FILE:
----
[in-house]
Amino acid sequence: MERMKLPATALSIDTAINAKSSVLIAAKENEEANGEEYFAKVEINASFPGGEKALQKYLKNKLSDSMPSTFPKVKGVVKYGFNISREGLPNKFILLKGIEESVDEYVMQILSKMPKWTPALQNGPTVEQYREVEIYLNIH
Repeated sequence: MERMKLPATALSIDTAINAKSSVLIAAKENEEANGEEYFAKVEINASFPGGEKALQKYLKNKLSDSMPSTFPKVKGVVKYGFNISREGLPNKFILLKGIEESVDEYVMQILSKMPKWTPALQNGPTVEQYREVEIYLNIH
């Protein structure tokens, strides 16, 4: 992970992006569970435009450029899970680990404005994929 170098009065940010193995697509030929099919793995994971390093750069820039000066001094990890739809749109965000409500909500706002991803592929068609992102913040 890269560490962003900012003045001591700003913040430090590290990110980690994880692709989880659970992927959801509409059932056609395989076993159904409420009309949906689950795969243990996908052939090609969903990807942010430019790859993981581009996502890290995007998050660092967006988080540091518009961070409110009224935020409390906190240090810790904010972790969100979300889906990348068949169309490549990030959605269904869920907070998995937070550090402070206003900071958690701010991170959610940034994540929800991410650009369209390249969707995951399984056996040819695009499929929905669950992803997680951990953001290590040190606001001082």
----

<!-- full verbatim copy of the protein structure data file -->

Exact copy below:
[in-house]
Amino acid sequence: MERMKLPATALSIDTAINAKSSVLIAAKENEEANGEEYFAKVEINASFPGGEKALQKYLKNKLSDSMPSTFPKVKGVVKYGFNISREGLPNKFILLKGIEESVDEYVMQILSKMPKWTPALQNGPTVEQYREVEIYLNIH
Repeated sequence: MERMKLPATALSIDTAINAKSSVLIAAKENEEANGEEYFAKVEINASFPGGEKALQKYLKNKLSDSMPSTFPKVKGVVKYGFNISREGLPNKFILLKGIEESVDEYVMQILSKMPKWTPALQNGPTVEQYREVEIYLNIH
């Protein structure tokens, strides 16, 4: 992970992006569970435009450029899970680990404005994929 170098009065940010193995697509030929099919793995994971390093750069820039000066001094990890739809749109965000409500909500706002991803592929068609992102913040 890269560490962003900012003045001591700003913040430090590290990110980690994880692709989880659970992927959801509409059932056609395989076993159904409420009309949906689950795969243990996908052939090609969903990807942010430019790859993981581009996502890290995007998050660092967006988080540091518009961070409110009224935020409390906190240090810790904010972790969100979300889906990348068949169309490549990030959605269904869920907070998995937070550090402070206003900071958690701010991170959610940034994540929800991410650009369209390249969707995951399984056996040819695009499929929905669950992803997680951990953001290590040190606001001082």